Towards the end of his first season, in which he established himself as one of the first names on the team sheet at Stamford Bridge, Antonio Rüdiger got himself into a bit of hot water with head coach Antonio Conte.
The date was April 8, 2018, and Chelsea had just drawn with West Ham at home, giving up the lead as we had done countless times that season. That habit, combined with earlier very bad results against the likes of Bournemouth and Watford, and uninspiring performances against the likes of City and United and Barcelona and Arsenal, and so on, had created a growing and familiar sense of palpable discord between players, coaches, management, and the fans.
Rüdiger wasn’t as vocal or as obvious about his frustrations as others, but he did let his guard down in the immediate aftermath of that West Ham match.
“For me, it’s not easy to explain. I don’t understand why after 1-0 we always drop and let the opponent get more ball possession.”
“I think we begged. We begged for the goal. I think in the second half we can finish the game. But like the last few months we didn’t and we concede.”
“The thing is we have to look we have start to play good football and win games. If you don’t win games there’s no top-four, it’s easy.”
-Antonio Rüdiger; April 2018
The criticism was not unfounded, but such public outbursts are generally frowned upon. Regardless of whether he meant it as criticism of the team, his teammates, his head coach, or a bit of everything, it got him dropped for the subsequent match. It was a classic Conte move — loose lips sink ships and all that — but the two Antonios made up quickly and normal service was resumed.
“[Am I surprised by being dropped?] Yeah, a bit. I’ve had a lot of games recently so it’ll have been a little break. Probably [it had something to do with the criticism], but that’s not what I intended. What I said, it had nothing to do with tactics, it was a fact. Well, I think I didn’t attack anyone personally, I meant us as a team.”
“It’s just normal [the relationship], from my point of view at least. He’s my coach, I have to respect my coach, and that’s what I do. And he is a very good coach, definitely.”
-Antonio Rüdiger; April 2018
But Rüdiger was hardly alone in espousing such criticisms.
After a win against Brighton in January, in which Chelsea showed some scintillating, free-flowing offensive football, Eden Hazard was already remarking how we should do that more often. Hazard eventually made it pretty clear that he’d much prefer it if Conte’s tactics were no longer in effect at the Bridge, though he also warned that it wasn’t just the head coach who needed to show a bit more ambition in order to create a happy atmosphere once again.
Later, with Conte already gone and new head coach Maurizio Sarri instated, it was time for Álvaro Morata to have his take on the issue. He was supposed to be the perfect striker for Conte’s idea of football. Clearly, he was not. Even he admitted that.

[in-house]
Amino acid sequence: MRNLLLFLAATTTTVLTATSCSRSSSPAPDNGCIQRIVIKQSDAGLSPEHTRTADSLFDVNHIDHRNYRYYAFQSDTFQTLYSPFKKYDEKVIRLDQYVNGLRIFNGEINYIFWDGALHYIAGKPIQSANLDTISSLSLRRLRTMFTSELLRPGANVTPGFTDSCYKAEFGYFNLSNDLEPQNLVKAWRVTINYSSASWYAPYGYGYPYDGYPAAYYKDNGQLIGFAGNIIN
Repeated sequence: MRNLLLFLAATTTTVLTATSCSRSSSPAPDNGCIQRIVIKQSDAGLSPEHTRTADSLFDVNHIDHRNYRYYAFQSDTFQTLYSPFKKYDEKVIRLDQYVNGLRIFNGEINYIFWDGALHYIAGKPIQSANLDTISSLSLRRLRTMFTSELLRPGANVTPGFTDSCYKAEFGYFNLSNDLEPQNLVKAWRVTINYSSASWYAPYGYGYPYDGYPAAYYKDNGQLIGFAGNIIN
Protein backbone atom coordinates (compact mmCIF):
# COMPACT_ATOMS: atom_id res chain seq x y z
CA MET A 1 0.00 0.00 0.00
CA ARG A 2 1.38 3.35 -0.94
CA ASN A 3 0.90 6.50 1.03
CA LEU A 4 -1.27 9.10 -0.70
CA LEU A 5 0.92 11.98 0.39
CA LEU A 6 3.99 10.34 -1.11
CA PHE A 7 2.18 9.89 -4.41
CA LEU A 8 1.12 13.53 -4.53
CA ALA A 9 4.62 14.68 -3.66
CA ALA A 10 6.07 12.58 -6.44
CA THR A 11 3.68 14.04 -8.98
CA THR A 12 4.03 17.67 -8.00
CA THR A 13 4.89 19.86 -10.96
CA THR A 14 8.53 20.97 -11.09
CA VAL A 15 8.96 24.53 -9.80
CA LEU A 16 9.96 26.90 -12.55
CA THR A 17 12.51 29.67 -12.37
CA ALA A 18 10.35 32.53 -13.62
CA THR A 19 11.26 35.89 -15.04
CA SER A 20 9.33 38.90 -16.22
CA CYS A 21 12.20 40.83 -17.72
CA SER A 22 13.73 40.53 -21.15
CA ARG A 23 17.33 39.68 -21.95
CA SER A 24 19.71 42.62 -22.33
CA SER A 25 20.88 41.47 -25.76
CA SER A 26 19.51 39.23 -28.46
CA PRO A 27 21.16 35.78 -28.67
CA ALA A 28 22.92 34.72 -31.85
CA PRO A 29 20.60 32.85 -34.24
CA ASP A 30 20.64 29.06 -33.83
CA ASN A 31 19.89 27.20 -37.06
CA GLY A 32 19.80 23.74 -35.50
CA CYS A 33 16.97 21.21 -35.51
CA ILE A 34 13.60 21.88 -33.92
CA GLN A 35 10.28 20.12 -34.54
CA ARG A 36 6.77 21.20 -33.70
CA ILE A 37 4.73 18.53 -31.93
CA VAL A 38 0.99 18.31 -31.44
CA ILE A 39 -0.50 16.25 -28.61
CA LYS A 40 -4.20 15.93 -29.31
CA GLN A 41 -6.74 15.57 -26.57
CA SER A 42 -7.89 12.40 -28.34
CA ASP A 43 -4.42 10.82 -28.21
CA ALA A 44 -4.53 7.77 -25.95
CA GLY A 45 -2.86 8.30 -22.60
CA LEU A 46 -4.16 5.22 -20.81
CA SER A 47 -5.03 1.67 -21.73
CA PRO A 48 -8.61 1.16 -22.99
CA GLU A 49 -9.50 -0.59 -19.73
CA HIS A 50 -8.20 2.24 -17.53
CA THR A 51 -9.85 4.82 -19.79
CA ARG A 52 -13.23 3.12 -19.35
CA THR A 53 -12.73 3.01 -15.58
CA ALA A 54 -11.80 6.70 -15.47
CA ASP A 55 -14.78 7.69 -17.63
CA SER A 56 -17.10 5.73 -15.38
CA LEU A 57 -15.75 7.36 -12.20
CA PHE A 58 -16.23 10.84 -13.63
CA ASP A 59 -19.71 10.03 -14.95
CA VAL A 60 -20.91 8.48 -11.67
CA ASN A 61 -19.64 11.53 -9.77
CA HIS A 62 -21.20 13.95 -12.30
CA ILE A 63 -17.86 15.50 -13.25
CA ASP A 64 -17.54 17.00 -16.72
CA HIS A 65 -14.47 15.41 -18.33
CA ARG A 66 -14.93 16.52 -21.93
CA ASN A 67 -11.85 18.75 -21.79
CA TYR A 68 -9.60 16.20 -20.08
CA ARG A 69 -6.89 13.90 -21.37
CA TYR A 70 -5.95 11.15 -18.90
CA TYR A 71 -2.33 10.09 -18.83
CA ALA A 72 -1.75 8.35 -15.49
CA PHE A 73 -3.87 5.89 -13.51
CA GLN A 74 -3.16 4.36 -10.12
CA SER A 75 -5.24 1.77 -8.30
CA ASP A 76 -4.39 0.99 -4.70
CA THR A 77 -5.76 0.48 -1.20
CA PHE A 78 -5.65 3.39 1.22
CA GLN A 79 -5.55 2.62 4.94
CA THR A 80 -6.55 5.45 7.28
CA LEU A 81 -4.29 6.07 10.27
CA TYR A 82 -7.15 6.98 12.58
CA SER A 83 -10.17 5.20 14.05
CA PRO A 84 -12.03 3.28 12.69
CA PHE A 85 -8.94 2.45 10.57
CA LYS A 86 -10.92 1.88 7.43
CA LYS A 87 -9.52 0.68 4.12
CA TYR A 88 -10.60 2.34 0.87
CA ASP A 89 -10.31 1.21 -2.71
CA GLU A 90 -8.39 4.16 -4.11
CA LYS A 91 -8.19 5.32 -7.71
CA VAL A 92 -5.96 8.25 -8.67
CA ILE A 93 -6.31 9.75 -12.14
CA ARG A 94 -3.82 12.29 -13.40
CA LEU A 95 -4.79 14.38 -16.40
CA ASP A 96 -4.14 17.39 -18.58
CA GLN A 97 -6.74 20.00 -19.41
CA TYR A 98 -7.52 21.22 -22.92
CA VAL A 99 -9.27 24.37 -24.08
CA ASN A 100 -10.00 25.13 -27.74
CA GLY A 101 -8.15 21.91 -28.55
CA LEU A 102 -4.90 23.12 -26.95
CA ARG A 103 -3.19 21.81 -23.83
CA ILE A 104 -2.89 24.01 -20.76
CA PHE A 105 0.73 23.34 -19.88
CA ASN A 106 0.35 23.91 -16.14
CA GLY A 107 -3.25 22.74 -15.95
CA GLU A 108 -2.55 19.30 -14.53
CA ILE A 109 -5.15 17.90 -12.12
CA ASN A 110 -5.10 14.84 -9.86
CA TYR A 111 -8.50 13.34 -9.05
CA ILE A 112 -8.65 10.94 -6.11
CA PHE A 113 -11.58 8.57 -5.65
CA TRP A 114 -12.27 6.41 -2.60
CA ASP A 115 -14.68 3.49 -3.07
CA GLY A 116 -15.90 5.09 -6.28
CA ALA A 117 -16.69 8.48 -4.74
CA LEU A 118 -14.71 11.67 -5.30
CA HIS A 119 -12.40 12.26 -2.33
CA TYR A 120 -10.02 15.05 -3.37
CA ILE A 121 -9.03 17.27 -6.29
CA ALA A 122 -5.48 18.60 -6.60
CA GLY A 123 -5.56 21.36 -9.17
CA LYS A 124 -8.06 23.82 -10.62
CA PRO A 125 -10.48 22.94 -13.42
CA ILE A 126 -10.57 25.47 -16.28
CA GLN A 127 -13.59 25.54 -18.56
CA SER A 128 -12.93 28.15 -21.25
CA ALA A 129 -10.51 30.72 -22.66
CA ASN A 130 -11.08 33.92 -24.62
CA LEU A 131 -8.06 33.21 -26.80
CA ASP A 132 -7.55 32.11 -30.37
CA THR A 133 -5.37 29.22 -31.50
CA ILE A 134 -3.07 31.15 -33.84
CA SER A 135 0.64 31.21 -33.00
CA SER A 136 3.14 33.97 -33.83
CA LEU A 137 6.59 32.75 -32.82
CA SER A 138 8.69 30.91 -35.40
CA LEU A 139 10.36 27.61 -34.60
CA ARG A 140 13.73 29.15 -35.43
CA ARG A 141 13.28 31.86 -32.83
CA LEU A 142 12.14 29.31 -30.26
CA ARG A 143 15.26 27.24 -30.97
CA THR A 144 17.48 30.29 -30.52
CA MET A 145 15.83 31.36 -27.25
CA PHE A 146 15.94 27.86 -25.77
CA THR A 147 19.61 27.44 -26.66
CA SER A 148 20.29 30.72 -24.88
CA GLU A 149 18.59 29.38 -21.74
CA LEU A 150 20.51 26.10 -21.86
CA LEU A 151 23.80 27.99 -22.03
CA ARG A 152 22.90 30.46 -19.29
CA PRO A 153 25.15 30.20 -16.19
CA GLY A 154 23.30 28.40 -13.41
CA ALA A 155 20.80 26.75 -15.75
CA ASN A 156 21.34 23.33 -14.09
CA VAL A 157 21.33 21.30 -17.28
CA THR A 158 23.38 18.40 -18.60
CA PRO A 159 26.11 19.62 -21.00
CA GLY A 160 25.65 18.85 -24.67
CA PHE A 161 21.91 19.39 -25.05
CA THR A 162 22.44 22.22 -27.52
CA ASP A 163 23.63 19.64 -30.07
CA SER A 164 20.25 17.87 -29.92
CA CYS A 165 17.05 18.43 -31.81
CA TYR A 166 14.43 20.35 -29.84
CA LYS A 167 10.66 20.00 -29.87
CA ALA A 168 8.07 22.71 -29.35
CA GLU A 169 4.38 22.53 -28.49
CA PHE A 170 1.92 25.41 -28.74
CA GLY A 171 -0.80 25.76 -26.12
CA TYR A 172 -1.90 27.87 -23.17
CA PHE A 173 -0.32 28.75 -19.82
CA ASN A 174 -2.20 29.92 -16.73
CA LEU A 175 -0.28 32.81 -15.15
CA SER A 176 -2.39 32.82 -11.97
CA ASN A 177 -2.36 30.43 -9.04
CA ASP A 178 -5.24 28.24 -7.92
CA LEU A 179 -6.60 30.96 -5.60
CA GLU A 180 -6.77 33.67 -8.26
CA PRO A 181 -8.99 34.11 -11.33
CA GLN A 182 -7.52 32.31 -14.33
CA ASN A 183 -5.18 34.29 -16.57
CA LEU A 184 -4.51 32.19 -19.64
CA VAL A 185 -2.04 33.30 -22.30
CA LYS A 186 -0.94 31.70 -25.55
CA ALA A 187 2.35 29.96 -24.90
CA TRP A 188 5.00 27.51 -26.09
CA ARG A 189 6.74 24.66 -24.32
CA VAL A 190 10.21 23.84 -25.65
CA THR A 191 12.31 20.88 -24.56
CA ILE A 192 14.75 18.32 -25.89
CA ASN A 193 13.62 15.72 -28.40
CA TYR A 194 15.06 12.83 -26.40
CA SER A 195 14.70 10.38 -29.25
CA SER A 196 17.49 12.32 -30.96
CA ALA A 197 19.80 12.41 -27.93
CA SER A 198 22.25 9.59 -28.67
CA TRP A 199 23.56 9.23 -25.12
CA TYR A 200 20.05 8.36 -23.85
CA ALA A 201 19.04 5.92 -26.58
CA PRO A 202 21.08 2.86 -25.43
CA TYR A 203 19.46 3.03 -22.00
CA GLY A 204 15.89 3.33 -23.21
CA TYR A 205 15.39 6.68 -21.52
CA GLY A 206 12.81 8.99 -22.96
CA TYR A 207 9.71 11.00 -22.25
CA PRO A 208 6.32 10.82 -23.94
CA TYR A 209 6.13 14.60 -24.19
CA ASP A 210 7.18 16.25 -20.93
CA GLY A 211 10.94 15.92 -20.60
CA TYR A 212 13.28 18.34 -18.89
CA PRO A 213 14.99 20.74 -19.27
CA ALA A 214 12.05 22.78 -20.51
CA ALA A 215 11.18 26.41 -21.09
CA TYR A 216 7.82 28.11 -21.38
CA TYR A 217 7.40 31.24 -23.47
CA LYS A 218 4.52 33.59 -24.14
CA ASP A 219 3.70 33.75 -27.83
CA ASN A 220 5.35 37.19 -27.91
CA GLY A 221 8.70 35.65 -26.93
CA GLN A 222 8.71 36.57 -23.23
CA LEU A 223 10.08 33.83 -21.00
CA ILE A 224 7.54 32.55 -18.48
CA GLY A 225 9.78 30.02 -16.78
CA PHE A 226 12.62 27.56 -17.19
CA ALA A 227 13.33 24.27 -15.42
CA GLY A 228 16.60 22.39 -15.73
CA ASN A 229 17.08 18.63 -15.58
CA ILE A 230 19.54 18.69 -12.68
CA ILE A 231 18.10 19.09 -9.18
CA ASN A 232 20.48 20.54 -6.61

And that’s before we even mention Willian (who was, surprisingly, the most vocal and obvious his anti-Conte stance), or David Luiz (who was, perhaps also surprisingly, much more professional but nonetheless quite clear), or any others who directly or indirectly made it clear that by the end of the season, Conte’s position was untenable.
Other than the one outburst, Rüdiger wasn’t going to get drawn into such shenanigans. And once the new season began, he made it very clear that he wasn’t going to talk about the old regime at all, preferring to concentrate on the progress that was (and is) being made under Sarri.
But indirectly, he’s making it just as clear that the current situation is much better than last year’s as far as he’s concerned.
“I played for Roma in Italy so I knew the way the manager [Maurizio Sarri] liked to play and it was something I favoured. He wants us to press high compared to last season when everyone knows we sat back.”
“Now it is different. We create a lot of chances and for me that’s very good.
“Mostly he likes the defenders to play the ball short and keep possession. I have shown so far I can do it but I want to improve every day. He is a coach who is not happy, he is always saying you can do better, and that keeps you alive.”
-Antonio Rüdiger; source: Mail
The only thing palpable at Chelsea these days is change. On and off the pitch, Sarri’s ringing in a new era with new rules, new methods, and new intentions, and so far, it’s all going as well as anyone could’ve hoped.
That of course won’t last. Sarri’s been in charge for less than two months. There will come turbulence, and perhaps soon, and the honeymoon will be over. The season started with a quickly forgotten reality check in the Community Shield against Manchester City; a similar one may be just around the corner with Liverpool coming up twice before the month’s out.
For now, we’re feeling alive, just like Rüdiger. But we’ll have to build up a few extra lives for the long season ahead.